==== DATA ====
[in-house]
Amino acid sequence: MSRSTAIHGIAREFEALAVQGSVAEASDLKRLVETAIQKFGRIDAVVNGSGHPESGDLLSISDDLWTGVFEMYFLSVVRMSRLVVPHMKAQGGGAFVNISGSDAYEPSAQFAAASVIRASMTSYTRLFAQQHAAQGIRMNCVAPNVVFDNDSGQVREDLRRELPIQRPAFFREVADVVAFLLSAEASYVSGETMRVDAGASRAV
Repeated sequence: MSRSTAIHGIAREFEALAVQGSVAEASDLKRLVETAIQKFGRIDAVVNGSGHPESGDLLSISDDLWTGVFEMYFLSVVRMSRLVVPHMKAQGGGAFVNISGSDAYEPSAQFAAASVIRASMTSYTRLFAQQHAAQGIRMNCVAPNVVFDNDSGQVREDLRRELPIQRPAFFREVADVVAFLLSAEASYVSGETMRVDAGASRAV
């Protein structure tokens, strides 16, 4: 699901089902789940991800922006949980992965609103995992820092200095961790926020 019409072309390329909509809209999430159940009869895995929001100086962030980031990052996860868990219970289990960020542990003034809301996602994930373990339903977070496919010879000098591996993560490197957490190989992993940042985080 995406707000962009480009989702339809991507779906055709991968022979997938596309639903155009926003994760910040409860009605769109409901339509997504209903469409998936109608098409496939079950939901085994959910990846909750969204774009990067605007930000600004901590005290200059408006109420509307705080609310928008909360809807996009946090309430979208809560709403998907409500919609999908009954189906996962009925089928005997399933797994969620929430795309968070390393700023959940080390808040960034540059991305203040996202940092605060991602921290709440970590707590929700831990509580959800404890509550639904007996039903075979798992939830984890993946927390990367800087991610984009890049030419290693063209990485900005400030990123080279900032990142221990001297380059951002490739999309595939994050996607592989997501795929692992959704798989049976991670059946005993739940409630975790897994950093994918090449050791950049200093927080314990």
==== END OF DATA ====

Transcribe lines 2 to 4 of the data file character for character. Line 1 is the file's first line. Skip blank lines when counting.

Amino acid sequence: MSRSTAIHGIAREFEALAVQGSVAEASDLKRLVETAIQKFGRIDAVVNGSGHPESGDLLSISDDLWTGVFEMYFLSVVRMSRLVVPHMKAQGGGAFVNISGSDAYEPSAQFAAASVIRASMTSYTRLFAQQHAAQGIRMNCVAPNVVFDNDSGQVREDLRRELPIQRPAFFREVADVVAFLLSAEASYVSGETMRVDAGASRAV
Repeated sequence: MSRSTAIHGIAREFEALAVQGSVAEASDLKRLVETAIQKFGRIDAVVNGSGHPESGDLLSISDDLWTGVFEMYFLSVVRMSRLVVPHMKAQGGGAFVNISGSDAYEPSAQFAAASVIRASMTSYTRLFAQQHAAQGIRMNCVAPNVVFDNDSGQVREDLRRELPIQRPAFFREVADVVAFLLSAEASYVSGETMRVDAGASRAV
């Protein structure tokens, strides 16, 4: 699901089902789940991800922006949980992965609103995992820092200095961790926020 019409072309390329909509809209999430159940009869895995929001100086962030980031990052996860868990219970289990960020542990003034809301996602994930373990339903977070496919010879000098591996993560490197957490190989992993940042985080 995406707000962009480009989702339809991507779906055709991968022979997938596309639903155009926003994760910040409860009605769109409901339509997504209903469409998936109608098409496939079950939901085994959910990846909750969204774009990067605007930000600004901590005290200059408006109420509307705080609310928008909360809807996009946090309430979208809560709403998907409500919609999908009954189906996962009925089928005997399933797994969620929430795309968070390393700023959940080390808040960034540059991305203040996202940092605060991602921290709440970590707590929700831990509580959800404890509550639904007996039903075979798992939830984890993946927390990367800087991610984009890049030419290693063209990485900005400030990123080279900032990142221990001297380059951002490739999309595939994050996607592989997501795929692992959704798989049976991670059946005993739940409630975790897994950093994918090449050791950049200093927080314990």